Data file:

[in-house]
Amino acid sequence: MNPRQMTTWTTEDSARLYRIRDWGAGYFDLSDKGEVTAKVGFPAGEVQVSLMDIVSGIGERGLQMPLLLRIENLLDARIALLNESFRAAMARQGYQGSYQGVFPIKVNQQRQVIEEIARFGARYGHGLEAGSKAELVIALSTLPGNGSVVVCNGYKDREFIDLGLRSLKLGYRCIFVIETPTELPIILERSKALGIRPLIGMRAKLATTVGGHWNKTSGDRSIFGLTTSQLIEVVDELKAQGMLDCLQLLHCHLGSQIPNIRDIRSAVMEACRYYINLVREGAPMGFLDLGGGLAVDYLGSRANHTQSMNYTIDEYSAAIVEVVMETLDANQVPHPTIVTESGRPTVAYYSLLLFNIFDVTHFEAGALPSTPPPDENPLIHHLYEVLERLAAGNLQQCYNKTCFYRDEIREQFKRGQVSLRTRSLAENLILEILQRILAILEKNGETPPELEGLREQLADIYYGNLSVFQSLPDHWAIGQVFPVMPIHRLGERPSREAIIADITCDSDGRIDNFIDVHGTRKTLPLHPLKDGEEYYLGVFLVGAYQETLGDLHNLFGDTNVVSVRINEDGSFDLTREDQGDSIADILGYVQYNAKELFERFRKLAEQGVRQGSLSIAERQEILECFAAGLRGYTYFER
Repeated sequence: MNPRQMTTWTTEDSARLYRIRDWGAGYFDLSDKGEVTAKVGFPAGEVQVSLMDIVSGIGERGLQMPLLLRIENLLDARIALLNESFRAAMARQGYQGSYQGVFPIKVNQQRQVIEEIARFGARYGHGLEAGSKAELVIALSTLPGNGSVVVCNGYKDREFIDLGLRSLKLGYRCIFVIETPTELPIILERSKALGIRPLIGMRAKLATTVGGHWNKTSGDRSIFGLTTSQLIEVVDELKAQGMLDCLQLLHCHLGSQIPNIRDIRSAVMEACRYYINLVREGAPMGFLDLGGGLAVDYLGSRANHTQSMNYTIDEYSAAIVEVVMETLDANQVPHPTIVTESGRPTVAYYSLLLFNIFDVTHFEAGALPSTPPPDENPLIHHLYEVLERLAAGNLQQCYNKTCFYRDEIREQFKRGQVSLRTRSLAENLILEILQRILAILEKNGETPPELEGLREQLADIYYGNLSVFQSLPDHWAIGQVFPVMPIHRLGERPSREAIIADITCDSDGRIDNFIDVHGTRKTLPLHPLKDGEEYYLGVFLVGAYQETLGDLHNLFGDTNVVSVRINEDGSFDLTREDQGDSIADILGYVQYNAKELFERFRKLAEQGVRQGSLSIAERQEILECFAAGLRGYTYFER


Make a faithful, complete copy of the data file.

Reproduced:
[in-house]
Amino acid sequence: MNPRQMTTWTTEDSARLYRIRDWGAGYFDLSDKGEVTAKVGFPAGEVQVSLMDIVSGIGERGLQMPLLLRIENLLDARIALLNESFRAAMARQGYQGSYQGVFPIKVNQQRQVIEEIARFGARYGHGLEAGSKAELVIALSTLPGNGSVVVCNGYKDREFIDLGLRSLKLGYRCIFVIETPTELPIILERSKALGIRPLIGMRAKLATTVGGHWNKTSGDRSIFGLTTSQLIEVVDELKAQGMLDCLQLLHCHLGSQIPNIRDIRSAVMEACRYYINLVREGAPMGFLDLGGGLAVDYLGSRANHTQSMNYTIDEYSAAIVEVVMETLDANQVPHPTIVTESGRPTVAYYSLLLFNIFDVTHFEAGALPSTPPPDENPLIHHLYEVLERLAAGNLQQCYNKTCFYRDEIREQFKRGQVSLRTRSLAENLILEILQRILAILEKNGETPPELEGLREQLADIYYGNLSVFQSLPDHWAIGQVFPVMPIHRLGERPSREAIIADITCDSDGRIDNFIDVHGTRKTLPLHPLKDGEEYYLGVFLVGAYQETLGDLHNLFGDTNVVSVRINEDGSFDLTREDQGDSIADILGYVQYNAKELFERFRKLAEQGVRQGSLSIAERQEILECFAAGLRGYTYFER
Repeated sequence: MNPRQMTTWTTEDSARLYRIRDWGAGYFDLSDKGEVTAKVGFPAGEVQVSLMDIVSGIGERGLQMPLLLRIENLLDARIALLNESFRAAMARQGYQGSYQGVFPIKVNQQRQVIEEIARFGARYGHGLEAGSKAELVIALSTLPGNGSVVVCNGYKDREFIDLGLRSLKLGYRCIFVIETPTELPIILERSKALGIRPLIGMRAKLATTVGGHWNKTSGDRSIFGLTTSQLIEVVDELKAQGMLDCLQLLHCHLGSQIPNIRDIRSAVMEACRYYINLVREGAPMGFLDLGGGLAVDYLGSRANHTQSMNYTIDEYSAAIVEVVMETLDANQVPHPTIVTESGRPTVAYYSLLLFNIFDVTHFEAGALPSTPPPDENPLIHHLYEVLERLAAGNLQQCYNKTCFYRDEIREQFKRGQVSLRTRSLAENLILEILQRILAILEKNGETPPELEGLREQLADIYYGNLSVFQSLPDHWAIGQVFPVMPIHRLGERPSREAIIADITCDSDGRIDNFIDVHGTRKTLPLHPLKDGEEYYLGVFLVGAYQETLGDLHNLFGDTNVVSVRINEDGSFDLTREDQGDSIADILGYVQYNAKELFERFRKLAEQGVRQGSLSIAERQEILECFAAGLRGYTYFER